Ascent of Split Mountain on 2018-10-01
|Other People:||Solo Ascent|
Only Party on Mountain
|Date:||Monday, October 1, 2018|
|Ascent Type:||Successful Summit Attained|
| Motorized Transport to Trailhead:||4x4 Vehicle|
| Elevation:||14058 ft / 4284 m|
Ascent Trip ReportAfter back-to-back outings to Gray Peak in Yosemite (long) and Bloody Mountain in Mammoth (short) over the weekend, Split Mountain was now in my sights. I originally planned for a rest day, but the forecast called for a snowstorm on Tuesday, at one point predicting up to a foot of snow. Despite my fatigue, I moved the hike up to Monday, fearing that it may be the last pleasant day of the season in the High Sierra for me. I checked into my motel in Bishop, had dinner, and studied the directions to the trailhead before heading to bed around 10:00pm -- later than I would have liked, but it would have to do.
I hit the road from Bishop in my Toyota 4Runner rental at 3:45am and headed for Tinemaha Campground, where I promptly got lost trying to find the proper sequence of dirt roads in the dark. I made myself somewhat motion-sick as I repeatedly turned around, reversed, and bounced up and down along the "road." I reached the trailhead around 5:30am, just moments before I would've needed to stop for some air. On the trailhead sign, someone has written a manifesto in permanent marker about how they refuse to get a permit because the trail is in such bad shape. I found it ironic that they would continue to come back at all if they thought the trail was so bad. There are plenty of other fine options, and most have easier access!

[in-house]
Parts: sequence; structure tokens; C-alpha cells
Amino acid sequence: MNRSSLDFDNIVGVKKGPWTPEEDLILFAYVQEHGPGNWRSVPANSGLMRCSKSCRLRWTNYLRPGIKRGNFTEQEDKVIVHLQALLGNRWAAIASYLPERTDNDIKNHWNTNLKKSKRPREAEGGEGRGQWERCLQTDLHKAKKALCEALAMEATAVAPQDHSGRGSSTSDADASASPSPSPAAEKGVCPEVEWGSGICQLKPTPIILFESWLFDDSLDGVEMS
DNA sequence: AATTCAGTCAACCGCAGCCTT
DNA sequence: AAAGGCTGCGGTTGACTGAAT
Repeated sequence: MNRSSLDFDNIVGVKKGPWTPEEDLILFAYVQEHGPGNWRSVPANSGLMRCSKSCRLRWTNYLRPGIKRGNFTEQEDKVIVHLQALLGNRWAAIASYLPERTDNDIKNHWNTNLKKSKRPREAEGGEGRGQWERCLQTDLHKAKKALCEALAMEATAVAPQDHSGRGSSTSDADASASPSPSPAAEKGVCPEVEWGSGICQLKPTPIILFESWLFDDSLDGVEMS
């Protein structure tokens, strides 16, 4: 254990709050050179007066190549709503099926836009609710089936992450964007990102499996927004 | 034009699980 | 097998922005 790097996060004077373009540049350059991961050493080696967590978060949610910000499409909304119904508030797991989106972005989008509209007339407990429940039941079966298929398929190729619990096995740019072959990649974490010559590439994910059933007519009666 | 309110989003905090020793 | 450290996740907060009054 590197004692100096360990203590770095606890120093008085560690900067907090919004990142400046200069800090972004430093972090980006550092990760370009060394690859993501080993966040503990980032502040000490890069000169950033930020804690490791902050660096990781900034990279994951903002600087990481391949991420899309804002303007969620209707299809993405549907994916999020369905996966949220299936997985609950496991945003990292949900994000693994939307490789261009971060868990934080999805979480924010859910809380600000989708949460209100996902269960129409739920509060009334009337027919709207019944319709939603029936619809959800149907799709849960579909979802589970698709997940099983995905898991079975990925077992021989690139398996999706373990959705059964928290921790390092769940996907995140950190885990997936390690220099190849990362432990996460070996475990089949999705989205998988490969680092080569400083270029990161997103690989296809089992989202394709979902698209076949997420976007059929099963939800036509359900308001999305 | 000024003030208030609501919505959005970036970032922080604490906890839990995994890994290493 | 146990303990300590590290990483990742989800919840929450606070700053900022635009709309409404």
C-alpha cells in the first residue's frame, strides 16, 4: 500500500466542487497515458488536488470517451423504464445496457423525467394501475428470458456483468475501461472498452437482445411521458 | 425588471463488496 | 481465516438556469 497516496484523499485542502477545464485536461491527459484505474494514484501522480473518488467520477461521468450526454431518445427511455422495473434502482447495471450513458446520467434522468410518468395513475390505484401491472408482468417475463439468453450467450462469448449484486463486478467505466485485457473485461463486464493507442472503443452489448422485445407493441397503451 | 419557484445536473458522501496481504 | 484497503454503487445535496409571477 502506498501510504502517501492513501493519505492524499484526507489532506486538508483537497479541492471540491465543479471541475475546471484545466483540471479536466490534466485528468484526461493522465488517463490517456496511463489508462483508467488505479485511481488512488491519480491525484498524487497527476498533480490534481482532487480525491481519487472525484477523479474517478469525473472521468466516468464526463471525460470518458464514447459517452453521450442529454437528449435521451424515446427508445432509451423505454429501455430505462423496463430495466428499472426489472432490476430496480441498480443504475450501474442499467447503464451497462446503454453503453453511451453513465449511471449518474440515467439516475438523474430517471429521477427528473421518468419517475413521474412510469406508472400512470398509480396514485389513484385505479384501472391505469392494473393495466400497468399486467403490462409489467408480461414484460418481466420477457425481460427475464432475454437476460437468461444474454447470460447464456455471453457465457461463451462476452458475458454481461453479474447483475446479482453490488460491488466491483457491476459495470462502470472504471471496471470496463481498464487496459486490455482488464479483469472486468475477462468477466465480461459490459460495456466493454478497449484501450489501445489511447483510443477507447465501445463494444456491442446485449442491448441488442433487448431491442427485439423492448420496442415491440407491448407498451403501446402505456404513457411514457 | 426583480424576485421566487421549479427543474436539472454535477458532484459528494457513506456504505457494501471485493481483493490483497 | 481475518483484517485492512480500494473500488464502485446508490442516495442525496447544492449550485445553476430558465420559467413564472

I started up the trail at 5:39am, struggling to follow the exact intended path through the steep switchbacks at the start but eventually hitting it in stride as it wrapped into the canyon. After that, I had little trouble following the trail, except for one portion where I went straight up a slope of sand and contoured to find it again. The trail is graded very poorly, and I generally felt that my progress was slow. There was an interesting jungle section through a thick grove of bushes where the creek flowed down the trail. Soon after that, I got my first glimpse of Split Mountain looming high above, reminding me that I still had a good deal of climbing to do. I reached Red Lake at 8:25am, and I stopped to have a snack and examine the route.
I made my way up the first talus slope behind Red Lake and I found myself at the base of the moraine, full of giant miserable boulders. I was able to avoid a portion of it by walking up the snow field, which was soft enough that I was comfortable crossing it without any equipment. I continued up the chute and found slightly more pleasant climbing on the right closer to the ridge. I needed to make a couple class 3 moves, but the route can easily be kept to a loose, sandy class 2 if one so desires. I reached the plateau below the north slopes of Split and, almost completely drained of energy, I made the final easy summit push. I reached the top at 11:39am where I was greeted with a classic Sierra Club summit register and impeccable views all around.
I followed a similar path on my descent, alternately plunge-stepping through sections of sand and downclimbing the ridge. I reached Red Lake at 1:45pm where I took an extended break to have lunch, filter water, and empty my boots. The descent through the canyon was uneventful if not a little boring, and I reached my car at 4:06pm. Clouds were building over the range, and I appeared to have dodged the storm. Not wanting to repeat my drive in, I drove out on the "standard" route, which turned out to be long but not so bad. Back in Bishop, I ordered a pizza and prepared for a proper rest day as the storms rolled in.
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